Here are a few web sites that deal with helping you find a Responsible Breeder:

Finding a Responsible Breeder - Myths and Facts
10 Reasons Why not to buy Pet Store Puppies
Checklist (to find) for the Responsible Breeder
Making a Difference: Being a Responsible Dog Breeder
How to pick a Good Breeder

Checking on Breeders to Confirm they are doing genetic Health Testing
It is easy to verify if a breeder has done genetic testing in North America. Simply go to the site Orthopedic Foundation for Animals (OFA). This is an open registry and displays test results ONLY if the test has been submitted to the OFA. On the OFA site you can also see Canine Eye Registry Foundation (CERF) eye test results and again only if the test result have been submitted. (In Canada, the Ontario Veterinary College performs the same credible testing only the registry is closed to the public but breeders do get official certificates.)

From the "Hall of Champions" page I have added a link to our dogs’ on-line genetic testing records on the Orthopaedic  Foundation for Animals website.

Here is how to check:

  1. Go to (or on any page of the site select “Search OFA Records" from the left hand menu buttons.
  2. In the row labeled "Part of Name" enter the kennel name, or part or all of the registered name of the dog you are searching for. You can also leave this field blank if you do not know a name.
  3. In the "Breed" row enter the breed of dog you are looking for.
  4. In the row labeled "Report Type" click on "Animals having any of the selected reports"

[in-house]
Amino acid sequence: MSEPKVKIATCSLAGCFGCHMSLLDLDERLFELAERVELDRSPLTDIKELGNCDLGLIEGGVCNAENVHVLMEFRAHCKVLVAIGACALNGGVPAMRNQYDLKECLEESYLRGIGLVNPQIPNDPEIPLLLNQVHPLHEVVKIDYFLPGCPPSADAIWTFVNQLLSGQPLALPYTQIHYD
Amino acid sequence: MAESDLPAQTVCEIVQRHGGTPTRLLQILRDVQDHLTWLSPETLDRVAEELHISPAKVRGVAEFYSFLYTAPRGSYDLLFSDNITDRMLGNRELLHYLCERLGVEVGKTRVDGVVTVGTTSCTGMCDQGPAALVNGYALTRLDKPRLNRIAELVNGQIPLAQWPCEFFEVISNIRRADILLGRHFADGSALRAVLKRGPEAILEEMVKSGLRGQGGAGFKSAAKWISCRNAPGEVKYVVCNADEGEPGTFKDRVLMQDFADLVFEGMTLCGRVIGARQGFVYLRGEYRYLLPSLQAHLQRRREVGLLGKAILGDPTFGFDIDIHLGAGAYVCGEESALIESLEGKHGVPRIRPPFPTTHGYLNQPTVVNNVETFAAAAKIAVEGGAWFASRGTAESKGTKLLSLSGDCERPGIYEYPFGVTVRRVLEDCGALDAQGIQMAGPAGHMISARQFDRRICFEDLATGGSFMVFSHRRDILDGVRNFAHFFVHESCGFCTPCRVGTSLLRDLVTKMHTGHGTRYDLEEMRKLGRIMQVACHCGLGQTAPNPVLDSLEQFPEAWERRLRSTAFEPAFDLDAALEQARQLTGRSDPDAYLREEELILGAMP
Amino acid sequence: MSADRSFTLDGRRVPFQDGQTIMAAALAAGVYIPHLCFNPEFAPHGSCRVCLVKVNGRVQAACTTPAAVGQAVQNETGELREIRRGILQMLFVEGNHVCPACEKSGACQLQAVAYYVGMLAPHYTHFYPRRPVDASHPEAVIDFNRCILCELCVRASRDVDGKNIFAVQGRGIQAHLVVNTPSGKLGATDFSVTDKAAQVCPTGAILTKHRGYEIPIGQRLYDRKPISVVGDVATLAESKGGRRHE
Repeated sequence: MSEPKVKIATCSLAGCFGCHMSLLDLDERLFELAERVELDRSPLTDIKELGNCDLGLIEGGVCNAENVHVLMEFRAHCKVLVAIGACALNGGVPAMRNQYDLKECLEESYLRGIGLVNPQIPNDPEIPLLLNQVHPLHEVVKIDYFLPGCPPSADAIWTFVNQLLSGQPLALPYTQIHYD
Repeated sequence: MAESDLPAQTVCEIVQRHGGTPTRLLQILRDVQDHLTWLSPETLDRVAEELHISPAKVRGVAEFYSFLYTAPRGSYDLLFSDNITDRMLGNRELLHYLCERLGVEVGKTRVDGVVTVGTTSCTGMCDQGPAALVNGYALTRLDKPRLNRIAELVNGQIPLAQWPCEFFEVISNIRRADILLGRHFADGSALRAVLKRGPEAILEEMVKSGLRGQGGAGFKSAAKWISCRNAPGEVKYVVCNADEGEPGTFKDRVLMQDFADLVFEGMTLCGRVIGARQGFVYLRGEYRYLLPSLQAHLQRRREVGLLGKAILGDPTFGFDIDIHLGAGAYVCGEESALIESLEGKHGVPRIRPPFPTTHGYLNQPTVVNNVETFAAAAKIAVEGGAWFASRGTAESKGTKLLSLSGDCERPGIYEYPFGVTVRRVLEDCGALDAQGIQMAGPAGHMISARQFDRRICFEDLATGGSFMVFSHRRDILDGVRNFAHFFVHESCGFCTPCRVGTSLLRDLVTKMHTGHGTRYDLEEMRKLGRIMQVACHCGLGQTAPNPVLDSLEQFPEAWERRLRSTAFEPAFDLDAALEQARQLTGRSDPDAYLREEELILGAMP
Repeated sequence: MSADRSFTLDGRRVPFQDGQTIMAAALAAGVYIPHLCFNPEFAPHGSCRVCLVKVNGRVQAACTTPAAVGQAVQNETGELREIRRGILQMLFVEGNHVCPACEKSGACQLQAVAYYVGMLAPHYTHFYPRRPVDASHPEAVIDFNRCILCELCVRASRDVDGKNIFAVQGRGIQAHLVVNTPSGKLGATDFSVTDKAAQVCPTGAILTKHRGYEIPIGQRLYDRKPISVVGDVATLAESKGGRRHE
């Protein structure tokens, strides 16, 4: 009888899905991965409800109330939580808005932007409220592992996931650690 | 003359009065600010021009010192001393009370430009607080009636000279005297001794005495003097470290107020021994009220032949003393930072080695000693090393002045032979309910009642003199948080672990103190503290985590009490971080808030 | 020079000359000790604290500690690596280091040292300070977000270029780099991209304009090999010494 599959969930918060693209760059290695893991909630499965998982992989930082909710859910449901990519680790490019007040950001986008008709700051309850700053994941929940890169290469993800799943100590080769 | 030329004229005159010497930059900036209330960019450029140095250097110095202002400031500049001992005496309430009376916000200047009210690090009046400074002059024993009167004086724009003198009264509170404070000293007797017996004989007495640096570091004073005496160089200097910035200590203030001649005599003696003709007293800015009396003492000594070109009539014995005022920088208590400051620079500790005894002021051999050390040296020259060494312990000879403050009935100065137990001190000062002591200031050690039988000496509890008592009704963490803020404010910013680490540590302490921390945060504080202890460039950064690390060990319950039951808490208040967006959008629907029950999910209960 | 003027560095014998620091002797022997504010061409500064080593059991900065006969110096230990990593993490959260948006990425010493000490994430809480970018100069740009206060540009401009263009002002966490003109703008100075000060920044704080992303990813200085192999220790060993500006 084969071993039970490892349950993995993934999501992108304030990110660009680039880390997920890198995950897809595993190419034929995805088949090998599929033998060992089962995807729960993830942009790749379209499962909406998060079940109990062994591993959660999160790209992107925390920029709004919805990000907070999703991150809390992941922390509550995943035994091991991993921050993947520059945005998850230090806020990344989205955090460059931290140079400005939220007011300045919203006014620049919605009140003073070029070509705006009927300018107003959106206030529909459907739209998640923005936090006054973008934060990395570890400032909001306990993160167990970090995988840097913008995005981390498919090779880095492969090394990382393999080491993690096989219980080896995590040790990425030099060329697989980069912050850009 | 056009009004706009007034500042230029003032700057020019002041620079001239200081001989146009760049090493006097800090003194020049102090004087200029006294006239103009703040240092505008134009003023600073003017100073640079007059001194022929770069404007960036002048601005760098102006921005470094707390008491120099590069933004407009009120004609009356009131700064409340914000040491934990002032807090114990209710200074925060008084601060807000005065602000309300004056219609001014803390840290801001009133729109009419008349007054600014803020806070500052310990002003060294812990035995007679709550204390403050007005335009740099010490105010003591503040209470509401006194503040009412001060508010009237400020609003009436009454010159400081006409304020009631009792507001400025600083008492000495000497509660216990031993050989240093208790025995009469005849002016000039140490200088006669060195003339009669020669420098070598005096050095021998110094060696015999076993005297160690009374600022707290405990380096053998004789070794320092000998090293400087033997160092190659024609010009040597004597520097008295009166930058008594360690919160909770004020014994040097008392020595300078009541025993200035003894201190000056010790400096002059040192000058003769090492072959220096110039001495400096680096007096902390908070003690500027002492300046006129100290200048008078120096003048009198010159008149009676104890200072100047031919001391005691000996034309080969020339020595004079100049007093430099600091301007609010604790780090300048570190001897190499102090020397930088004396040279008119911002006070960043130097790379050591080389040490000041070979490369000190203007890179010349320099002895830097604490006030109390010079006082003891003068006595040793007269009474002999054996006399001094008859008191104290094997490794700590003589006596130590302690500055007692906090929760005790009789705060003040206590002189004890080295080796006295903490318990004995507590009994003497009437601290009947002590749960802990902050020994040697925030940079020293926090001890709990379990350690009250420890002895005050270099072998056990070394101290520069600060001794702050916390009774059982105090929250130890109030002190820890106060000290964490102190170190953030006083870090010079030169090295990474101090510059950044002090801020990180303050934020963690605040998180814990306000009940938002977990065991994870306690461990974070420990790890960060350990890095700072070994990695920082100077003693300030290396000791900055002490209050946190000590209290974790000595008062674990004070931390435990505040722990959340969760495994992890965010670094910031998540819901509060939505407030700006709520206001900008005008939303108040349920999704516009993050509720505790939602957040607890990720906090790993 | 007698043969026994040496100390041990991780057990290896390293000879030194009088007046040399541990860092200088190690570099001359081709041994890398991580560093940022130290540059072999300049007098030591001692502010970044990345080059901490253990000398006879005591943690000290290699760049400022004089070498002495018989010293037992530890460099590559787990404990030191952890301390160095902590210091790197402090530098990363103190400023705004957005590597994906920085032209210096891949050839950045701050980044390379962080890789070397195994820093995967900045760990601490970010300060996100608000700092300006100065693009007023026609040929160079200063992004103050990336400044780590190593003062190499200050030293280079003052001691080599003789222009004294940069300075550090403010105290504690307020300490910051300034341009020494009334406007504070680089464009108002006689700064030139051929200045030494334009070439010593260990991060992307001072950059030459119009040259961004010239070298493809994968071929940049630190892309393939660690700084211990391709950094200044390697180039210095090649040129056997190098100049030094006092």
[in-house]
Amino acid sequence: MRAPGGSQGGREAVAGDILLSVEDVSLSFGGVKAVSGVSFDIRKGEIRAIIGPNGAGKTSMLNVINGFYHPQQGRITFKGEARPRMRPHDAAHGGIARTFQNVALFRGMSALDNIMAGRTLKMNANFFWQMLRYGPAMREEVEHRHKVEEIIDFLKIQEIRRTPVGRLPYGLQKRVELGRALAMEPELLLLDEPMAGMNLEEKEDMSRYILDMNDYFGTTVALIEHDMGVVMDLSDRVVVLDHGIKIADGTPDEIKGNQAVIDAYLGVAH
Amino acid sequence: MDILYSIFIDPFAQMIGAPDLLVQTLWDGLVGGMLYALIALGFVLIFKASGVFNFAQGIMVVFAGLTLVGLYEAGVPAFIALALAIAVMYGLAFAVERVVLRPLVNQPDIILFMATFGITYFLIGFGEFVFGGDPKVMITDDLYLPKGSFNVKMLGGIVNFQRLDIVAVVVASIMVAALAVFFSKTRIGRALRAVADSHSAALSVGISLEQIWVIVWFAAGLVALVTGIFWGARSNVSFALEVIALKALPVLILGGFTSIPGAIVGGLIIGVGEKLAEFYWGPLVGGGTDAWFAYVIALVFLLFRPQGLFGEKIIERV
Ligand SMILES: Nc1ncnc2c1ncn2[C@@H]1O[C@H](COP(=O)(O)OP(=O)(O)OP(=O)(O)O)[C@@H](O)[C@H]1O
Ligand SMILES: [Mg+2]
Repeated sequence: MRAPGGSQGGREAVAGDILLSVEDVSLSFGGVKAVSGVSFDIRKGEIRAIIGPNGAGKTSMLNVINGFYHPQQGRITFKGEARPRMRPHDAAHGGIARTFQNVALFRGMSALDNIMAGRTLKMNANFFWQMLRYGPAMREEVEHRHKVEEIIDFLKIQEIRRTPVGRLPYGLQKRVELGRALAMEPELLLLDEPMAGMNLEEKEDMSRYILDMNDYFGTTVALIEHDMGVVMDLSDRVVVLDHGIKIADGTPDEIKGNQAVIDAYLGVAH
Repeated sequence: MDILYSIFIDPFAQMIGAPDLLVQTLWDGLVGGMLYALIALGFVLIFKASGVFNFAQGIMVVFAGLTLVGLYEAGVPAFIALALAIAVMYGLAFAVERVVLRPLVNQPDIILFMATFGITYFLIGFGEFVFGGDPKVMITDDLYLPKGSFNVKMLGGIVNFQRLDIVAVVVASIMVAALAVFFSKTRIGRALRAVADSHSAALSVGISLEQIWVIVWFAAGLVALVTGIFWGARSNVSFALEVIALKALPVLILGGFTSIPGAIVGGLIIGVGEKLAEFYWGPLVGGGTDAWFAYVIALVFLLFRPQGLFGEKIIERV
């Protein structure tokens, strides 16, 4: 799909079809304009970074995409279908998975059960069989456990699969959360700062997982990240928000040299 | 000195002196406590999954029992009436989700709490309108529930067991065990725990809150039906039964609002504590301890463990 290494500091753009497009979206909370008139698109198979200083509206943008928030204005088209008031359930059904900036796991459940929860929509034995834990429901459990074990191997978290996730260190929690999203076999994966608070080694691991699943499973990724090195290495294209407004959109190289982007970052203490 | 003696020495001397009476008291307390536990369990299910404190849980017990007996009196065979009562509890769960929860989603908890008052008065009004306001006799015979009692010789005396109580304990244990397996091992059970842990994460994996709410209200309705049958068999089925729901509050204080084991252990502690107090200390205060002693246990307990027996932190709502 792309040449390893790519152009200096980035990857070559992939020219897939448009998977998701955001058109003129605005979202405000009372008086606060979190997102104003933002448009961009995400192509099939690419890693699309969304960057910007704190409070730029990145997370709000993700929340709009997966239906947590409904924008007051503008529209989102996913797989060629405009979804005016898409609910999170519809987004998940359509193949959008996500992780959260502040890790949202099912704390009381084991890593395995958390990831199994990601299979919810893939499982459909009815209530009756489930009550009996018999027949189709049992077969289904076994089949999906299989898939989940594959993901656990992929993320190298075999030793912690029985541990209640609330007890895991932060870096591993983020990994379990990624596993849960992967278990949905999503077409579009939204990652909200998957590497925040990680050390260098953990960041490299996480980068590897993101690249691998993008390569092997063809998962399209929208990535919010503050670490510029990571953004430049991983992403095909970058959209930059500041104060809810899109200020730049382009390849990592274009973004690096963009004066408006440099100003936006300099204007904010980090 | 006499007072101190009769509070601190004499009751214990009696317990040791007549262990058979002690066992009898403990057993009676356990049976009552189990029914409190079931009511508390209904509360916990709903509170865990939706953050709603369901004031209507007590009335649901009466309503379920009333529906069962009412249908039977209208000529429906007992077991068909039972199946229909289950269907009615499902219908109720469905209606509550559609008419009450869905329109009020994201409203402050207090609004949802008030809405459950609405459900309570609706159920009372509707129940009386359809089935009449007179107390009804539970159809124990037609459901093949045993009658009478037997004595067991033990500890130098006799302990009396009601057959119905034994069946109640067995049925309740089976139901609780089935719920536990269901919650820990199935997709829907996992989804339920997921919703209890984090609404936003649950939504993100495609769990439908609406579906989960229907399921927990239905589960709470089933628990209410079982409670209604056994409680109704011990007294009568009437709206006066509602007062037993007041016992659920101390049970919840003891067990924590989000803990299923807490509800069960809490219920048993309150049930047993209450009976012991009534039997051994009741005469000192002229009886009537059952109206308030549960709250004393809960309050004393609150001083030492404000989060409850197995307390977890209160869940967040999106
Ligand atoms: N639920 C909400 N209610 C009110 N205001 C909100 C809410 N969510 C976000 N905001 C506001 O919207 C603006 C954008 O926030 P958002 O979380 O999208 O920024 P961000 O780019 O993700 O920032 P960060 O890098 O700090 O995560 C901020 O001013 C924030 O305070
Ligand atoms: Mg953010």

5. Click on "Begin Search" on the bottom of the form and you will get your results.

If results are not found on the OFA web site there are generally one of the following reasons:
★ Dogs must be over 2 years of age for many of the OFA tests. (CERF test can be done from 6 weeks old.) Tests done prior to that are called "preliminary tests" and are not posted.
★ The breeder hasn't submitted the test for an OFA Specialist analysis. Some breeders feel confident that their Vet or they themselves can read the x-ray sufficiently. Unfortunately, not submitting the results does not serve the breed as a whole. The registry permits other Breeders to make informed decisions on stud dogs and the general health of a other breed lines. The cost to send the results in is minimal. The benefit for other breeders is immeasurable.
★ The test was done in the last 30 days and the results have simply not yet been posted.
★The dog has failed the test and the breeder indicated on the submission form that abnormal results were not to be published. (Note: All passing results are published.)
★ If one number in the registration or paperwork is incorrectly submitted the files accessible from the internet will not find the results for the dog.


Wildgoose Registered Norwich Terriers